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dir-scr Gia Coppola
prd Vince Jolivette, Miles Levy, Sebastian Pardo, Adriana Rotaru
with Emma Roberts, Jack Kilmer, Nat Wolff, James Franco, Zoe Levin, Claudia Levy, Olivia Crocicchia, Val Kilmer, Chris Messina, Colleen Camp, Don Novello, Talia Shire
release US 9.May.14, UK 3.Oct.14
13/US Tribeca 1h40
Crossing the line: Franco and Roberts
VENICE FILM FEST
TORONTO FILM FEST
|R E V I E W B Y R I C H C L I N E|
Based the a collection of short stories by James Franco, the filmmaking debut of yet another Coppola (Francis' granddaughter) is a bracingly honest exploration of adolescence. With vivid characters and realistic situations, the film pokes around edges of high school life most people would prefer to ignore. It also gets deep under the skin.
In a suburban Northern California high school, April (Roberts) is worried that she's the last virgin in her class. She has a crush on the shy Teddy (Kilmer), and he also secretly likes her, but his boisterous best pal Fred (Wolff) scares most girls away, apart from the designated class slut Emily (Levin). Through a series of drunken, stoned-out parties, these teens and their friends swirl around each other testing the boundaries. Then while babysitting for her soccer coach (Franco), April is both shocked and thrilled when he makes a move on her.
Coppola shoots and edits this with elegant skill reminiscent of her aunt Sofia's debut The Virgin Suicides (1999). Fiercely internalised, the film rarely leaves the heightened perspective of its three central characters, so everything that happens is packed with possibilities and also feels like the end of the world. For example, when a stoned Teddy crashes his car, he's resigned to the worst but gets a second chance and discovers he doesn't mind community service that much.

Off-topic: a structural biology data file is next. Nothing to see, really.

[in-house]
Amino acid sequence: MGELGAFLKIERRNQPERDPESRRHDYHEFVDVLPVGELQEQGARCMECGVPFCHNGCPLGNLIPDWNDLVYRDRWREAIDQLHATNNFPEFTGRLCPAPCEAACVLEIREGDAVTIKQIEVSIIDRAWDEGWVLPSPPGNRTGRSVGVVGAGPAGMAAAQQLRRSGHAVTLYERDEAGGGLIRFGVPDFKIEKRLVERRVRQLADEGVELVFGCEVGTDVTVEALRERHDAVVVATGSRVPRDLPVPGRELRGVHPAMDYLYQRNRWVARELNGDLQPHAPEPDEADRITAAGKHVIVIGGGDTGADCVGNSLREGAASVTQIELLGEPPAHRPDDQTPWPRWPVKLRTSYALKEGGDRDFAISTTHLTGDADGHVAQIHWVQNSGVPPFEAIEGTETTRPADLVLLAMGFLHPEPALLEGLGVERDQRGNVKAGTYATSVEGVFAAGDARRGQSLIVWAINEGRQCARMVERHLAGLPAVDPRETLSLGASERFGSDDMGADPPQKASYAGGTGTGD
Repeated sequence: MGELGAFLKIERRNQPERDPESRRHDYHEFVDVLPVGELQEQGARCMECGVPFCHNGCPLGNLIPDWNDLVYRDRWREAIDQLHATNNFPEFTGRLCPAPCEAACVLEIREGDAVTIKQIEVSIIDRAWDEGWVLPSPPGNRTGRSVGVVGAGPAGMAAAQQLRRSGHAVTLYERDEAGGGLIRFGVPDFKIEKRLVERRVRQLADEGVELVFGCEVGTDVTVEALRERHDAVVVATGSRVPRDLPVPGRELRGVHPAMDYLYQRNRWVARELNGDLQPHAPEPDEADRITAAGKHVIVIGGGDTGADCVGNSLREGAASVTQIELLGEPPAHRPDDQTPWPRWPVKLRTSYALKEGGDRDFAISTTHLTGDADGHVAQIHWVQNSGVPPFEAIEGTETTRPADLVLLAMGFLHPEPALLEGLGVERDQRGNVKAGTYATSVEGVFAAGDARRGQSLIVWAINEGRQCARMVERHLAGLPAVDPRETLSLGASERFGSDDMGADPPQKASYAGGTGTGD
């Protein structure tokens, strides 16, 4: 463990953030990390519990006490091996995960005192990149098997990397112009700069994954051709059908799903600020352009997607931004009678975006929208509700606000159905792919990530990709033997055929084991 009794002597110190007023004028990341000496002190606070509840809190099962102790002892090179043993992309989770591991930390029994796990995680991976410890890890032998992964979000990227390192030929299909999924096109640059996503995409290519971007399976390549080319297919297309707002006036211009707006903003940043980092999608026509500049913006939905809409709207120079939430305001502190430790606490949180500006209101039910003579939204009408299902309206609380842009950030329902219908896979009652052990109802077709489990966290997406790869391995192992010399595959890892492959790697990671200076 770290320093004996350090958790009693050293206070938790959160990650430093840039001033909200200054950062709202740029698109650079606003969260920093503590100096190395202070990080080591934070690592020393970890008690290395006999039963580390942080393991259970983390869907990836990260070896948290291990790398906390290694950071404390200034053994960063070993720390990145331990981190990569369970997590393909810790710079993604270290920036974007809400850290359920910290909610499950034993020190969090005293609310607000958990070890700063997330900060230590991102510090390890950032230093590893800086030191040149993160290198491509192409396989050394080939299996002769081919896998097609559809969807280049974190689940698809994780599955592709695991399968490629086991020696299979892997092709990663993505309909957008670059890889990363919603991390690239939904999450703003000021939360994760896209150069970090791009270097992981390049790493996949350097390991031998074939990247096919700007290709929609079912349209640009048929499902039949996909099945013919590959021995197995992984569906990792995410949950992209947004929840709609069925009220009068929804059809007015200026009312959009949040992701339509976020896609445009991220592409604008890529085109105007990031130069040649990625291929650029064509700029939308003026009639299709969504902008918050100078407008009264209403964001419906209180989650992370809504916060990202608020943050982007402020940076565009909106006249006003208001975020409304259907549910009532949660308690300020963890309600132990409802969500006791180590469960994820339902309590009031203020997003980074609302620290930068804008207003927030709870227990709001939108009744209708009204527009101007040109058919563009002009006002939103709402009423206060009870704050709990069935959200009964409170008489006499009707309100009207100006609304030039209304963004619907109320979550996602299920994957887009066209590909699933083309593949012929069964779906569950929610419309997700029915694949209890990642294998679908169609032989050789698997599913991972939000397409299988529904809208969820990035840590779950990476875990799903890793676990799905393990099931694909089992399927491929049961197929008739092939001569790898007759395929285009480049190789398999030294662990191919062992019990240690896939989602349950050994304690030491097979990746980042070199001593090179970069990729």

The actors all deliver performances that fit into this loose, artful tone that hones in on intense emotions and discovery. Roberts conveys April's journey mainly through her eyes, which are wry and observant with only flickers of the dark feelings underneath. It's a delicate balancing act that reveals the character with uncanny transparency. In his first film role, Kilmer (son of Val) is utterly magnetic, giving Teddy a fiery charisma that's almost obscured by his laconic physicality: an outward attempt to throw everyone off his scent.
In other words, these teens are far more realistic than the usual movie characters. They're fascinated by things they don't quite understand, including inebriation and sex, and aren't afraid to test the waters of rule-breaking. They're also not bad kids, and while they sometimes dance with danger they're likely to emerge stronger as a result. This might not be the message most parents would like to pass on to their children, but it definitely needs to be said. Especially by a new filmmaker as gifted as this one.
|R E A D E R R E V I E W S|
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© 2014 by Rich Cline, Shadows on the Wall|
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